The Timeless Paths: a review of the book Holloway

by frankbeswick

Holloway, by Macfarlane, Donwood and Richards is a small, but interesting book well worth reading.

England has holloways in places, where the ground is soft and the rock easily erodable. They are ancient paths, the youngest being but three hundred years old and the oldest going to Neolithic times or before. Sometimes eighteen feet below the level of the surrounding fields, they achieved their depth by the constant erosion of ground over hundreds, maybe thousands of years by footfall. Too narrow for modern traffic they are forgotten paths, oft-overgrown with merciless bramble and its defensive thorns. But for those who can walk or explore them there is a sense of being able to walk a path in which the ages before ours leave their traces.

Image courtesy of sanderstock

The Holloway

The worth of a gem is not measured by its size, and this book is a little gem. Perhaps Robert Macfarlane's shortest work, it is well-written, using powerful language to share with readers his experiences of exploring ancient an track in its geographical and historical setting.  

Holloway is a work whose small size belies its being the product of several years and people. Macfarlane first walked the holloway in the Chideock Valley of Dorset, a quiet rural county of South West England, with his friend Roger Deakin, so part of the book looks back on their time together, poignant, as we know that Roger, also a well-known writer, died at 63 some years ago. Part of the book looks back to the time that these great friends shared together, and as you know that it is a reflection on a lost friend, the book gains some impact. Those of us familiar with the works of Deakin, who was a fine and able author whose works I have enjoyed, will be able to  participate in the book with empathy the stronger because of their reading. 

The second part of Holloway is a record of a trip taken by Macfarlane, the artist Stanley Dornwood, whose line drawings are in the text, and the writer Dan Richards, who co-authored the work. They camped in the now untrodden pathway, and walked where the sprawling bramble and blackthorn, a bush common in South West Britain, would let them, hiding once from hunters shooting rabbits at night, an illegal activity which has caused several fatalities because of their shooting in the dark.We can pick up on the essentially friendly character of the three men, as they sit drinking damson gin by their night fire. 


Macfarlane returns to one of his interests, the Chideock Martyrs. He has spoken of these Catholics executed in the Reformation period in other books, and it is heartening to see that to this scholarly writer their bravery is neither forgotten nor dismissed, and he recounts something of their story, which is worth remembering.  He tells again of his visit to the Catholic chapel in Chideock and how he spent some time there. We can feel his sympathy for forgotten heroes of a cruel age.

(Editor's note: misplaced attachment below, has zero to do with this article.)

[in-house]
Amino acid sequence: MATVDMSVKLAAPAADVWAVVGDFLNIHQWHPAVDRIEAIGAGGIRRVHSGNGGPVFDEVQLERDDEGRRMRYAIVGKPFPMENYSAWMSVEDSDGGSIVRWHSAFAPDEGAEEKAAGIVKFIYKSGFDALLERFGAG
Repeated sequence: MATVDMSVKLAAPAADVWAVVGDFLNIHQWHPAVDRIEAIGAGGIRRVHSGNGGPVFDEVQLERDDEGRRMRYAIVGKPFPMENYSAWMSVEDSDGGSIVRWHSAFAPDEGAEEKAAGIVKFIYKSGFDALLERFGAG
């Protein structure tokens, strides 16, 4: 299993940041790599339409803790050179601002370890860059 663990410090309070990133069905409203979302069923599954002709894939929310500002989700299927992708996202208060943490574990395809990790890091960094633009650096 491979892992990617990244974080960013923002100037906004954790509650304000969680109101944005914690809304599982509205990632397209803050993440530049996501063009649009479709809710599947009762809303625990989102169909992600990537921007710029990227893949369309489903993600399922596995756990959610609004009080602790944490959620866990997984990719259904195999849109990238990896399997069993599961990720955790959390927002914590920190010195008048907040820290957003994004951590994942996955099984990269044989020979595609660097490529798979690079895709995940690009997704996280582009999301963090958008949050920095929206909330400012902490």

The sense of walking through time is powerful in Macfarlane's works. He speaks of holloways being places where you can slip back out of this world, and their being places within which ghosts softly flock. The supernatural is a constant background in this book. He speaks of walkers on ancient ways sensing the sounds and voices of an earlier age, and he tells how he sometimes thought he saw Roger Deakin at places on the path. He is convinced that places retain memories of the people who walk along them, even from distant times. This author is one who is open to the sense or presence of what Celtic folk call The Other, and this liberates him and the reader from the rigid constraints of materialism and its denial of anything other than the merely material. 

Macfarlane's command of literature shines through in his writings. He regularly speaks of the poet, Edward Thomas, on whom he is a specialist, and whose thoughts and experiences he values. Holloway also was inspired by the book Rogue Male, by Geoffrey Household, who sets the adventures of his hero, who is escaping from killers by hiding out in the holloway that Macfarlane is exploring. He draws comparisons with Kipling's The Road Through the Woods, and the comparison with this slightly spectral poem fits well with Macfarlane's thinking and sensitivity to The Other.